Please see the sample Meeting application before drafting your application.
Choose one or more of the following goals. You can add or delete goals as needed.
- Organize a community project
- Recruit new editors
- What is the purpose of the meeting and why is it important to your community?
- To organize new community projects and start partnerships that will allow us further our mission in our country. It is important because we will not only start new projects, but we will also expand our community with new members in different cities.
- If applicable, what benefits have you seen from doing this kind of meeting in the past?
- Our first experience with WikiCafé Ecuador (which didn't require of a grant at the time, since we were testing this model of project where we didn't edit or teach how to edit at all, but tried to explain our mission to attendees) taugh us first that people are more interested in learning about how Wikipedia works if it's not in the environment of a talk or a workshop. This led to people participating and talking more about our project and our mission in their own social spaces.
- The first WikiCafé we had this year in Guayaquil had 30 attendees, and was one of the most successful ones. Thanks to this, we were able to connect with teachers and high-rank directives from educational institutions in this city, and our community started to grow. Two of the most important outcomes from this one were our workshop at Colegio Delta, in which we taught 20 teachers how to edit Wikipedia with very good results  , and our talk at Universidad de Guayaquil.
- In cities like Machala, they decided to go for a Wiki Takes Machala, which fits more the profile of the participants of the first WikiCafé: They were mostly amateur and professional photographers who wanted to contribute to Wikimedia projects with pictures of their city, and they did so.    In Riobamba, even though it was the city that had the less attendees, we got to meet passionate people to help us further our mission. Thanks to one of them we had the chance to talk in ESPOCH (Escuela Superior Politécnica del Chimborazo), which is the biggest university in the city and had 60 attendees to that talk, counting students and teachers.
- Cities like Quito and Cuenca went with editing workshops instead.
- How will you let participants know about the meeting?
- Potential participants will be invited by the people in their own cities. We have a team of ten people (two per city) that will spread the word around in their communities to invite them. Use of social media will be fundamental during this new round of WikiCafé Ecuador, and also we plan on using the Central Notice Banner again, since it was key to our communication the first round. CentralNotice/Request/WikiCafé Ecuador was the banner we first used for the first round.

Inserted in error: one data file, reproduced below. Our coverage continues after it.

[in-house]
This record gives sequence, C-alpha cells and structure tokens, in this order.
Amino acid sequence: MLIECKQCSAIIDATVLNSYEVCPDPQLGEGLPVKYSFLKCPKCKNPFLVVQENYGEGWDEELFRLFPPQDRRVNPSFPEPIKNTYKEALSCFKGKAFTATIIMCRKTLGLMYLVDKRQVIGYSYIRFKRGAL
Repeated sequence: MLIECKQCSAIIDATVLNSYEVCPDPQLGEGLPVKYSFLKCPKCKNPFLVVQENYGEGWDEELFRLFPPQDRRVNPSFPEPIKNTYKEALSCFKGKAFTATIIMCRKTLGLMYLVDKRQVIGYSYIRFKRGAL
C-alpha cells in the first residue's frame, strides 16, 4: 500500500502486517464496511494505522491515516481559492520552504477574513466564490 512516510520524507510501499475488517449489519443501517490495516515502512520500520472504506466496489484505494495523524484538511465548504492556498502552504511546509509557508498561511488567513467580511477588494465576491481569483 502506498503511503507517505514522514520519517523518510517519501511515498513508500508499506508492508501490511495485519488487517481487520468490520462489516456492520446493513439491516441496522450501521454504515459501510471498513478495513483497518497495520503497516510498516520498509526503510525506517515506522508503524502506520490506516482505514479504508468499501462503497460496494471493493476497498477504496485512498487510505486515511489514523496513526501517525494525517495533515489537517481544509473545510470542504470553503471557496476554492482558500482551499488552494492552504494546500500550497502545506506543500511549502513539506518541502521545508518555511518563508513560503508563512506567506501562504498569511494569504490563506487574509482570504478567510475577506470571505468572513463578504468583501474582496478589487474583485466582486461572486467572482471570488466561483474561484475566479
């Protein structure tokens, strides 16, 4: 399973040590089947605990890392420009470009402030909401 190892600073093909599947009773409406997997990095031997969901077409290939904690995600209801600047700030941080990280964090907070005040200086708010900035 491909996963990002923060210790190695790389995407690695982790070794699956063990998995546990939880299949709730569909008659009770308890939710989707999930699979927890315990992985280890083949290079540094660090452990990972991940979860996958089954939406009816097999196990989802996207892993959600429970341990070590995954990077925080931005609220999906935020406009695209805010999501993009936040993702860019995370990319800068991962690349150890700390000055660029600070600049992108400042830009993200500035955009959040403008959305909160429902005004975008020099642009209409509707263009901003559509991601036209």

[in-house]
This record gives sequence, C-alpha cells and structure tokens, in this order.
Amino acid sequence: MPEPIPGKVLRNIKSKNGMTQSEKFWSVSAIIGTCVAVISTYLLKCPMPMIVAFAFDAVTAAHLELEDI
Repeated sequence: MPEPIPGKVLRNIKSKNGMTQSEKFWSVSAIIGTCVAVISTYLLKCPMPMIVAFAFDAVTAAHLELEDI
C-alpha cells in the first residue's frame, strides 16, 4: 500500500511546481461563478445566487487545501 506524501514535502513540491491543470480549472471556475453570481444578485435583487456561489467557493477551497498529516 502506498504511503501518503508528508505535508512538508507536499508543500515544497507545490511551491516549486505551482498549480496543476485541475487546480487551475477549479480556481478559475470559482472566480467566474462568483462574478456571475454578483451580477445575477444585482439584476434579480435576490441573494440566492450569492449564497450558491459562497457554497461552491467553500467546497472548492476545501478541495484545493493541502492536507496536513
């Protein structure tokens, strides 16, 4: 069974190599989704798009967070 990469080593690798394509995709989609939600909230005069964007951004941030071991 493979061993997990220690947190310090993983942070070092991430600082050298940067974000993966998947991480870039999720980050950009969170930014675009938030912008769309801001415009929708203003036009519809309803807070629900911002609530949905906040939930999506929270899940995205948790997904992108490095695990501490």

- Also, our mailing list will be the main communication way to let people from our core group to be informed about the event.
- How will you keep participants engaged after the meeting is over?
- One thing we learned about our first round of WikiCafé is that people love social media communication. To keep them engaged we created WhatsApp groups for each city and start discussion on topics like editing Wikipedia, projects people want to be a part of in their own cities and keep the conversation around Wikipedia topics. We collected their e-mails to add them to our mailing list and their cellphone numbers in a spreadsheet that was going around the table when we had our wikicafés.
- In this new round, we will do the same, and we are planning ahead about one or two possible events per city to have something to do after the WikiCafé is over.
- Is there anything else you want to tell us about this project?
- This is the first grant we hope will be finally granted, and we are excited to do so with this project. Even though it seems like it has no impact at the first moment, we are proud to see our first five cities (Guayaquil, Machala, Riobamba, Cuenca and Quito) going on with their events and it's been amazing to have more volunteer engagement which was one of our first goals to improve this year, thanks to what we learned from international meet-ups like IberoConf and Wikimedia Conference.
- We think this time we will be able to explore a little more about what we can do as a team to reach out to new users and learn about the impact that user groups have on their communities, to translate that into Wikimedia projects' impact.
Note: In addition to your project-specific measures of success, you will also be asked to report on some Global Metrics at the end of your final report. Please keep this in mind as you plan, and we'll support you as you begin your project.
- Number of total participants: 60 (10 per event in each city)
- Number of people who will help organize the event: 10
- $30 USD per bus ticket (round-trip) to each city for 1 person x 6 cities in total = $180
- $3 for coffee and local delicacies per person x 30 = $90 x 6 = $540
- $100 for printing 500 flyers about Wikimedians of Ecuador for all the events = $100
- 10% of the pre-total budget for unforeseeable expenses = $82
Total: $902 USD
- Lucifer8k (talk) 16:50, 7 August 2018 (UTC) Support
- Sageo (talk) 18:43, 18 August 2018 (UTC) Support
- Jfbeltranr (talk) Support
- Ceancata (talk) 14:34, 22 August 2018 (UTC) Support
- Tanuyeiro (talk) 17:24, 22 August 2018 (UTC) Support because it will help us spread our mission around the country, and it will be great to see the emerging communities from these cities evolve and start projects on their own.